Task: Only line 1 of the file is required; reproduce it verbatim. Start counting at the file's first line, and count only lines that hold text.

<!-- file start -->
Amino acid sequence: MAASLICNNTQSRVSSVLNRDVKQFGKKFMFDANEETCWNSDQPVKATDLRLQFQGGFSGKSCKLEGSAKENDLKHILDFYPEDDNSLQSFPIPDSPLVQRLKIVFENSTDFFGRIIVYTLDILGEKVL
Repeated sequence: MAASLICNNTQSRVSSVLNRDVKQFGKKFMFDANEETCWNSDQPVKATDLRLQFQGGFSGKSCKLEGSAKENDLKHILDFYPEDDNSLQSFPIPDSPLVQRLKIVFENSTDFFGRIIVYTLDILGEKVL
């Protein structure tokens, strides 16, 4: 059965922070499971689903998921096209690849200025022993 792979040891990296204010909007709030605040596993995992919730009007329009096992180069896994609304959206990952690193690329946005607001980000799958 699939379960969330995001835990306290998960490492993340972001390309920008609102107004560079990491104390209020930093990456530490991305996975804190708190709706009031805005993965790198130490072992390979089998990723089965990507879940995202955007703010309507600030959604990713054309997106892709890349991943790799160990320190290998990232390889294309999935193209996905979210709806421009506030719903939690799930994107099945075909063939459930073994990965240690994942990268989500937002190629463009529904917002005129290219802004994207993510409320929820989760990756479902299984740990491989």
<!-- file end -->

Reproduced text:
Amino acid sequence: MAASLICNNTQSRVSSVLNRDVKQFGKKFMFDANEETCWNSDQPVKATDLRLQFQGGFSGKSCKLEGSAKENDLKHILDFYPEDDNSLQSFPIPDSPLVQRLKIVFENSTDFFGRIIVYTLDILGEKVL